Thursday, July 30, 2020

Upgrade to pip 20.2, plus, changes coming in 20.3

On behalf of the Python Packaging Authority, I am pleased to announce that we have just released pip 20.2, a new version of pip. You can install it by running python -m pip install --upgrade pip.

The highlights for this release are:

- The beta of the next-generation dependency resolver is available -- please test
- Faster installations from wheel files
- Improved handling of wheels containing non-ASCII file contents
- Faster pip list using parallelized network operations
- Installed packages now contain metadata about whether they were directly requested by the user (PEP 376’s REQUESTED file)

The new dependency resolver is off by default because it is in beta and not yet ready for everyday use. The new dependency resolver is significantly stricter and more consistent when it receives incompatible instructions, and reduces support for certain kinds of constraints files, so some workarounds and workflows may break. Please test it with the --use-feature=2020-resolver flag. Please see our guide on how to test and migrate, how to report issues, and context for the change.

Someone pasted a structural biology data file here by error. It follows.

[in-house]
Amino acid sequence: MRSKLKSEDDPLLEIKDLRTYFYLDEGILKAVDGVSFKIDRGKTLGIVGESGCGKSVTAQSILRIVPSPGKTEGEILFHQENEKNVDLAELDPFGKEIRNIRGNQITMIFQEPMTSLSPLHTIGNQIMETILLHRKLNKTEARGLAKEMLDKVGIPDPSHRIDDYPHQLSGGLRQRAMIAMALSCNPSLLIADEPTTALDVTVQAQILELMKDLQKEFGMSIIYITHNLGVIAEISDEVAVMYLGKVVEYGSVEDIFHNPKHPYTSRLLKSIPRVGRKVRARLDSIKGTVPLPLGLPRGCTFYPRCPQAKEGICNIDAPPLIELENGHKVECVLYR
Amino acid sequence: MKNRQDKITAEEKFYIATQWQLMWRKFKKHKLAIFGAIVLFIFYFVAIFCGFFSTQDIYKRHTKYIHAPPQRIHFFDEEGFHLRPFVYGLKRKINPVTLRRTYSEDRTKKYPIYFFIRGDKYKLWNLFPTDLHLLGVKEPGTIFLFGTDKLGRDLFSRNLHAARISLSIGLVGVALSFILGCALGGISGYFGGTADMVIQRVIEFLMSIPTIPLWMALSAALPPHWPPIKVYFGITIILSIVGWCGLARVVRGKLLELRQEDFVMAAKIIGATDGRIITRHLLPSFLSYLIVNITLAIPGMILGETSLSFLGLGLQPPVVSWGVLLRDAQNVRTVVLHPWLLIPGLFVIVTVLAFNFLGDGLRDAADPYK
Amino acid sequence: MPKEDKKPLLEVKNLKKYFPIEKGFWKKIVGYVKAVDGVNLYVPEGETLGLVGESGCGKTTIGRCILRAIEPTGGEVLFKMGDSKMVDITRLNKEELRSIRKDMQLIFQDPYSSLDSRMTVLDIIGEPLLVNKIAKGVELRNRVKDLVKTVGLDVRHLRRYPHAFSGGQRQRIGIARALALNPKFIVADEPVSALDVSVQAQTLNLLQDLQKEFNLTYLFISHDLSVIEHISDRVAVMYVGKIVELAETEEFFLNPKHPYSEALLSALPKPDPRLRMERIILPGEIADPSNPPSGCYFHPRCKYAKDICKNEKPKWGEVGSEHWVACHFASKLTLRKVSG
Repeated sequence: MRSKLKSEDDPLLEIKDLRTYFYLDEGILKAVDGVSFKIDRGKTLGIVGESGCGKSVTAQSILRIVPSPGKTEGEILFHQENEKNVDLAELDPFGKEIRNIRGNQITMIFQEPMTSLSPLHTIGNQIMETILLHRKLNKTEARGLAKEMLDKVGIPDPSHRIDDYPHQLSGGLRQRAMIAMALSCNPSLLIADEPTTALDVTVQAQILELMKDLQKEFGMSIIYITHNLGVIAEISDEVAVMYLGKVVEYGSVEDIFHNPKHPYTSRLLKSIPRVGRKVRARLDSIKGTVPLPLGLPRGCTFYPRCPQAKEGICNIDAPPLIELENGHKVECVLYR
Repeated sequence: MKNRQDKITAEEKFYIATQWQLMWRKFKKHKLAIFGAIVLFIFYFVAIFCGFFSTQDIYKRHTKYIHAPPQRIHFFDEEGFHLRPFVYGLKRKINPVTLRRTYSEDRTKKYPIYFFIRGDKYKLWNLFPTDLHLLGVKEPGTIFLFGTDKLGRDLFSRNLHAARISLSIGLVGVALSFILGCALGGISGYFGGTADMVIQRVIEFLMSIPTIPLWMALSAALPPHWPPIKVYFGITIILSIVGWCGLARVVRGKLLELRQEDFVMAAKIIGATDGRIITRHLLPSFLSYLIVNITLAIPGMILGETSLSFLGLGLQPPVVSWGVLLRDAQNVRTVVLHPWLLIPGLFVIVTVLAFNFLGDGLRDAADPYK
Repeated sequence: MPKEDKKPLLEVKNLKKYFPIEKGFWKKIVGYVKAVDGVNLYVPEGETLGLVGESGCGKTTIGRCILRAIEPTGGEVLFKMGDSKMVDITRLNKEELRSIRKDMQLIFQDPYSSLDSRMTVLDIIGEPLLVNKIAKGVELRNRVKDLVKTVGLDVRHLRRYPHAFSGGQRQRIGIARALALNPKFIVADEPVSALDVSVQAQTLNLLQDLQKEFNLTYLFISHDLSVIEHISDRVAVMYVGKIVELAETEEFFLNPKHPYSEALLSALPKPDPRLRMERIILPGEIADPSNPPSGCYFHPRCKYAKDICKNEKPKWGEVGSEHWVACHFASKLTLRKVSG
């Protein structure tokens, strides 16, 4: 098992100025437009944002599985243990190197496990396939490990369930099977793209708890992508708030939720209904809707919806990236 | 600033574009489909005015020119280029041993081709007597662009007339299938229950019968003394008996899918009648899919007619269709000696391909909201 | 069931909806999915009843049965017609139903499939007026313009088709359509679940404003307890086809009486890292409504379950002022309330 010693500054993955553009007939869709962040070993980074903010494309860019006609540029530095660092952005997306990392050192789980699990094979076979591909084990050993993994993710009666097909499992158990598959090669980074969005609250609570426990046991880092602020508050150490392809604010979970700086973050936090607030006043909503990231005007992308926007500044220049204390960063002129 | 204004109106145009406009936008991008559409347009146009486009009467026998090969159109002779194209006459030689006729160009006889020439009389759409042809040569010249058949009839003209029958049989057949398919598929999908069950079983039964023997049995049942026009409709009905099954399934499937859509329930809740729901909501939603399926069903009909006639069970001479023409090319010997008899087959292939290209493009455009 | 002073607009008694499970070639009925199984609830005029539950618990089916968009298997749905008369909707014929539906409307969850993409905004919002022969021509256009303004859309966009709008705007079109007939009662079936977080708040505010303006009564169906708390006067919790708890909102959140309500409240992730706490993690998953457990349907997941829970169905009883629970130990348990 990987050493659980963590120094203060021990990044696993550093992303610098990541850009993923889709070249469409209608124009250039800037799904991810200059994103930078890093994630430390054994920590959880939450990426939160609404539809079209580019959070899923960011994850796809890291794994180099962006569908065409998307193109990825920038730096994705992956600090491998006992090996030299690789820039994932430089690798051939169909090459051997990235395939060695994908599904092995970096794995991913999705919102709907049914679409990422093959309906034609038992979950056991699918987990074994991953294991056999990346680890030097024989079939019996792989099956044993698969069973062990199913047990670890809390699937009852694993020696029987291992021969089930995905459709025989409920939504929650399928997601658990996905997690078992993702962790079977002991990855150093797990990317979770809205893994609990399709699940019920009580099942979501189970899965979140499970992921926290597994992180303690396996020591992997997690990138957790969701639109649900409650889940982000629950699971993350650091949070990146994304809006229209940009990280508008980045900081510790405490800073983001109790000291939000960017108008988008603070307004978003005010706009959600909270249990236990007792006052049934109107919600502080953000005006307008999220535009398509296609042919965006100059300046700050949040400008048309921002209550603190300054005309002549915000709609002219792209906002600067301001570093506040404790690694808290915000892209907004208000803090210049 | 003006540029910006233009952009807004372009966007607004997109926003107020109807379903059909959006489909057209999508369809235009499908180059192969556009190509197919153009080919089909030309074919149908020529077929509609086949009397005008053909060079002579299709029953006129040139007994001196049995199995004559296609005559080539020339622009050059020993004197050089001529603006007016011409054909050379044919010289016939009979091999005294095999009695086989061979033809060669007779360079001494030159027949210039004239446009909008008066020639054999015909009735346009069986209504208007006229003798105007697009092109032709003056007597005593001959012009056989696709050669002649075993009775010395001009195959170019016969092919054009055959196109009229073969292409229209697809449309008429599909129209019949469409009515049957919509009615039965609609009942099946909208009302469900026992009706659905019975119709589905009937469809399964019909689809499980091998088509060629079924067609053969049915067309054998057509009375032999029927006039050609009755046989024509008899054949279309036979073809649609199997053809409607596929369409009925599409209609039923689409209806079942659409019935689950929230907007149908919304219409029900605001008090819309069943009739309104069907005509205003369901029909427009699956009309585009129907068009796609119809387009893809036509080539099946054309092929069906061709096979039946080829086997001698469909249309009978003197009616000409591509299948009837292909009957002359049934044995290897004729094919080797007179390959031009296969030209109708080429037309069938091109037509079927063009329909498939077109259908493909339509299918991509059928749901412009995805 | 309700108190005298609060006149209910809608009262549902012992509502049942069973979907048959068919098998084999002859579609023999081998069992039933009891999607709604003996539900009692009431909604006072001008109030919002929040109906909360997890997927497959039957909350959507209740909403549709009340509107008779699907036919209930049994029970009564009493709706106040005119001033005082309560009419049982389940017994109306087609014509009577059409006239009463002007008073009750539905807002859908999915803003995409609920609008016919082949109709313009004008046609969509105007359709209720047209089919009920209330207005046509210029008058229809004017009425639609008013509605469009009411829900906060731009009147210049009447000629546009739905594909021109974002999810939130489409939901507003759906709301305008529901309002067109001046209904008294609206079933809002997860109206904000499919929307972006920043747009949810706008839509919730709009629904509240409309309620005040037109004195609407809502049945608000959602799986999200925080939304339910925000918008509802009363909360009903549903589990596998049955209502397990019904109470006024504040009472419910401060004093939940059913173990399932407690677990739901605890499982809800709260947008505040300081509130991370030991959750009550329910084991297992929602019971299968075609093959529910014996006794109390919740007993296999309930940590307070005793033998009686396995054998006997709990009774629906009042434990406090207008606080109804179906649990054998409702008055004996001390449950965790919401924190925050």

Please report bugs through the resolver testing survey.

Thanks to all who tested the alpha of the new resolver in pip 20.1 for feedback that helped us get it to the beta stage.

We are preparing to change the default dependency resolution behavior and make the new resolver the default in pip 20.3 (in October 2020).

This release also partially optimizes pip’s network usage during installation (as part of a Google Summer of Code project by McSinyx). Please test it with pip install --use-feature=2020-resolver --use-feature=fast-deps and report bugs to the issue tracker. This functionality is still experimental and not ready for everyday use.

You can find more details (including deprecations and removals) in the changelog.

As with all pip releases, a significant amount of the work was contributed by pip’s user community. Huge thanks to all who have contributed, whether through code, documentation, issue reports and/or discussion. Your help keeps pip improving, and is hugely appreciated. Specific thanks go to Mozilla (through its Mozilla Open Source Support Awards) and to the Chan Zuckerberg Initiative DAF, an advised fund of Silicon Valley Community Foundation, for their funding that enabled substantial work on the new resolver.